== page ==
Working Out Desire: Women, Sport, and Self-Making in Istanbul (Syracuse UP, 2020) examines spor merakı as an object of desire shared by a broad and diverse group of Istanbulite women. Sehlikoglu follows the lat­est anthropological scholarship that defines desire beyond the moment it is felt, experienced, or even yearned for, and as something that i…
 
In his pioneering study, Men in Metal: A Topography of Public Bronze Statuary in Modern Japan (Brill, 2020), Sven Saaler examines Japanese public statuary as a central site of historical memory from its beginnings in the Meiji period through the twenty-first century. Saaler shows how the elites of the modern Japanese nation-state went about constru…
 
It appears the government of China is testing a camera system that uses AI and facial recognition to reveal unspoken emotional states in the oppressed Uyghur population. After a creepy personal experience with social media, privacy expert Robert G. Reeve busts the myths about our phones hearing us -- and reveals, instead, what he sees as the much m…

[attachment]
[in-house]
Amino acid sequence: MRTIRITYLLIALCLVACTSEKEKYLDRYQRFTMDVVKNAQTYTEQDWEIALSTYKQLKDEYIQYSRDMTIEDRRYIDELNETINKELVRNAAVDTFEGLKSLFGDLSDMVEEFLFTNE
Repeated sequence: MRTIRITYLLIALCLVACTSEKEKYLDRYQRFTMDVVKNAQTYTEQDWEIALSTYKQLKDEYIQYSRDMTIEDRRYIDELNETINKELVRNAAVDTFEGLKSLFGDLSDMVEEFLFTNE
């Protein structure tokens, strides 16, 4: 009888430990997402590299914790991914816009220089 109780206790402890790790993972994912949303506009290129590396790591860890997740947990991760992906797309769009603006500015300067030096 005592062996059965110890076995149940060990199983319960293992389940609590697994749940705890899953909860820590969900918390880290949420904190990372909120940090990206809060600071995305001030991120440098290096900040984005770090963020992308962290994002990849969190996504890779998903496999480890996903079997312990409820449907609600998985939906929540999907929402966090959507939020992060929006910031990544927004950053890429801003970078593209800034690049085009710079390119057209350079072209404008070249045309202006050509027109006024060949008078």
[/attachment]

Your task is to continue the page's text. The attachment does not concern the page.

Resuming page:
The phenomenon of friendship is universal and elemental. Friends, after all, are the family we choose. But what makes these bonds not just pleasant but essential, and how do they affect our bodies and our minds? In Friendship: The Evolution, Biology and Extraordinary Power of Life's Fundamental Bond (Bloomsbury, 2020), science journalist Lydia Denw…
 
An elected politician is assassinated in the street by a terrorist associated with extreme political groups, and the national response is to encourage picnics. Thousands of people are held in prison-like conditions without judicial oversight or any time-limit on their sentence. An attempt to re-assert national sovereignty and borders leads thousand…
 
Turns out "objectivity" has a not-so clear-cut definition across time. In this podcast, Lorraine Daston and Peter Galison to discuss their work, Objectivity (Zone Books, 2010). This work traces the historical and cultural developments of the word “objective” as it acquired different meanings and associated practices. Similarly, they consider the ch…
 
Welcome to The Academic Life. You are smart and capable, but you aren’t an island, and neither are we. So we reached across our mentor network to bring you podcasts on everything from how to finish that project, to how to take care of your beautiful mind. Wish we’d bring in an expert about something? Email us at cgessler05(at)gmail.com or dr.danama…